In July, African institutions including the African Union Commission, UN Economic Commission for Africa, Regional Economic Communities (RECs), regional Development Finance Institutions (DFIs) and NEPAD Planning and Coordinating Agency endorsed the Africa50 Fund as the continent’s vehicle for facilitating large-scale mobilization of resources to unlock international private financing with a view to addressing Africa’s $45-billion infrastructure gap, according to some estimates.

The African Development Bank will play a lead role in the Fund, said Kaberuka: “It will be a vehicle which can build on the AfDB track record and financial strength as investor, financial engineer, attract local and international pools of savings, utilize smart aid and leverage that to up our funding of infrastructure. It will be a strongly rated instrument able to issue a bond of significance – a bond attractive to investors.”

The Africa50 Fund is a game-changer in the delivery of infrastructure, Slim Ahmed said Thursday, adding that Africa must take ownership of its development.

“We are proud to honour an idea whose time has come. Dr. Kaberuka has shown what Africa should do,” he said.

The award will be presented at a ceremony slated for January 15 in Abuja.

Last year’s African of the Year award went to former South African president Thabo Mbeki.



African Development Bank (AfDB)


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A high-level political meeting on increased domestic funding for AIDS, tuberculosis and malaria, in Addis Ababa from November 11-12, 2013

Posted by African Press International on November 10, 2013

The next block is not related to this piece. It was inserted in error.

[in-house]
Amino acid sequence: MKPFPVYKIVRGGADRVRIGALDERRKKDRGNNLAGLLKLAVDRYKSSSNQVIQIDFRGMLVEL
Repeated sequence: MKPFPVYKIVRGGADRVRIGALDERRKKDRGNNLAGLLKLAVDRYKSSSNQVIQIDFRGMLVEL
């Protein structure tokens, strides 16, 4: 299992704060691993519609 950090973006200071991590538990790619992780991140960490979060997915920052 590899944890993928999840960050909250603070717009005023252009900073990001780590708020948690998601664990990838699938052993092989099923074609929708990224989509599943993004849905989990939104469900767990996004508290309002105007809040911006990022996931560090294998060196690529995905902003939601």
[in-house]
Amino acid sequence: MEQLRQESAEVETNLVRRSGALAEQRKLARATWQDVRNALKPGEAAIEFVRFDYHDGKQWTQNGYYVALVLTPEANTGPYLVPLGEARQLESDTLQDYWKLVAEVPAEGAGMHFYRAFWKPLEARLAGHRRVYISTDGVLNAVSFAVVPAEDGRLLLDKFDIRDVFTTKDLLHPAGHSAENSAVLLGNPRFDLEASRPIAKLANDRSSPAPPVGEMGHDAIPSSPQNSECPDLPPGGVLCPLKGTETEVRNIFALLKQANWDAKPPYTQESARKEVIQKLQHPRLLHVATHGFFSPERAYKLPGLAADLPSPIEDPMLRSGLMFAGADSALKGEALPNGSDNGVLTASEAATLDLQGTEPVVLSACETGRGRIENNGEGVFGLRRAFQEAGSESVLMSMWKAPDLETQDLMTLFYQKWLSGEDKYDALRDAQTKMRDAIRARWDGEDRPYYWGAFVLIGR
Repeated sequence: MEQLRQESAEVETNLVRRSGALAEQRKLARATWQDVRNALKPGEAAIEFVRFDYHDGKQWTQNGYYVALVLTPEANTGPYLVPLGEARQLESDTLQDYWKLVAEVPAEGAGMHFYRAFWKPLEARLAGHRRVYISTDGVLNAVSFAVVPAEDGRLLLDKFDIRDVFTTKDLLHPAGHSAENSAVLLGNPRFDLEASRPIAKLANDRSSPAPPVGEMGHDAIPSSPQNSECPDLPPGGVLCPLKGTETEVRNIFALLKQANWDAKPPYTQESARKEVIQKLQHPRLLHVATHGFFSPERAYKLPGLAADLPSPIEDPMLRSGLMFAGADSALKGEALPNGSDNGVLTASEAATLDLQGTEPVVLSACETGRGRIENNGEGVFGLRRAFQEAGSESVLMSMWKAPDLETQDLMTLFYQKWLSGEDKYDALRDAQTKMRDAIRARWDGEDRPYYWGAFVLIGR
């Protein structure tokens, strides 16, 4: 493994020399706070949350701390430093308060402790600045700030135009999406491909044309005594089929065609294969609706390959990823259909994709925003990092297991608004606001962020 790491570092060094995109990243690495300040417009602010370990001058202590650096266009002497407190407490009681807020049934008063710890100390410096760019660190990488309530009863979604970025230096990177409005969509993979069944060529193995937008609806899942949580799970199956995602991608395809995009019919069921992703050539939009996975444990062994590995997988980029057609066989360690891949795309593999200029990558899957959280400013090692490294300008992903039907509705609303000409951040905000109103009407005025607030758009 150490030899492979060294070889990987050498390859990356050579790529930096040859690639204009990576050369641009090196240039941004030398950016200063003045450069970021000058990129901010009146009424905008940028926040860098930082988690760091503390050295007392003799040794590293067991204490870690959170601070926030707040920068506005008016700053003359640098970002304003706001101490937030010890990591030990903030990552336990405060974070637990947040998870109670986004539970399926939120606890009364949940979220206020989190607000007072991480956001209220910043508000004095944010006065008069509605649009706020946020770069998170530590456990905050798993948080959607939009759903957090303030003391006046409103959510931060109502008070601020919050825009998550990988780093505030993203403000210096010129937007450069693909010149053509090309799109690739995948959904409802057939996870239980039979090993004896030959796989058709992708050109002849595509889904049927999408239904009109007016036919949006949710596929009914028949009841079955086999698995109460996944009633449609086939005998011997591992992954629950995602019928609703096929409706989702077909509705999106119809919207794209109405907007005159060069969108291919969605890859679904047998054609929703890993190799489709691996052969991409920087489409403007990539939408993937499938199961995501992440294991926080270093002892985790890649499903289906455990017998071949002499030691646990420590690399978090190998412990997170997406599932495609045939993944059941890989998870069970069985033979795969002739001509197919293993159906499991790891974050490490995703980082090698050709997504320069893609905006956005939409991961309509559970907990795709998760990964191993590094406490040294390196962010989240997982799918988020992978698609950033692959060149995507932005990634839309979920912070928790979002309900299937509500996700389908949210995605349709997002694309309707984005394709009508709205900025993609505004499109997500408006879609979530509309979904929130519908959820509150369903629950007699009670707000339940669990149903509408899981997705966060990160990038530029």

ADDIS ABABA, Ethiopia, November 8, 2013/African Press Organization (APO)/ – The African Union Commission (AUC) in collaboration with the Global Fund to Fight AIDS, TB and Malaria and the African Development Bank (AfDB) will convene a high-level political meeting on increased domestic funding for AIDS, tuberculosis and malaria, in Addis Ababa from November 11-12, 2013.

The meeting will advocate for increased innovative domestic resource mobilization following renewed commitments in Abuja by Heads of State and Government this year in July and pledges to support the Global Fund’s fourth replenishment.

The response to AIDS, tuberculosis and malaria over the last three decades has mobilized unprecedented resources, commitment and action at the national, regional and global levels. However the results achieved and the progress made over the years in responding to these epidemics is not sustainable. African countries have relied heavily on external financing, leaving them vulnerable to the unpredictability of donor funds and often considerably weakening national ownership. Sub-Saharan Africa’s dependency on international funding has been especially stark, with over 60 per cent of investment coming from external sources. More innovative domestic resource mobilization is vital in effectively implementing the African Union Roadmap for Shared Responsibility and Global Solidarity on AIDS, TB and malaria (2012-2015) and related continental commitments.

The commitment of implementing countries to the fight against the diseases in the form of investing increasing amounts of domestic resources in their national health and disease programs is crucial for demonstrating country ownership and for the long-term sustainability of programs. It also demonstrates accountability and sends a strong message to donors that implementing countries are taking action to address their countries health and development challenges.

Pledges from African Union Member States can provide an opportunity to help secure a fully funded Global Fund, which in turn is a guarantee for implementing countries to receive sufficient and predictable funding in order to reach the Millennium Development Goals and win the fight against the three pandemics.

These commitments are all the more crucial as we stand at a key historic moment: it is now within our grasp to turn the three epidemics into low-level epidemics, virtually control them, and remove them as threats to public health if we intensify our efforts. The global community has secured the science, acquired the requisite experience and understands the high impact interventions that will sustain the results.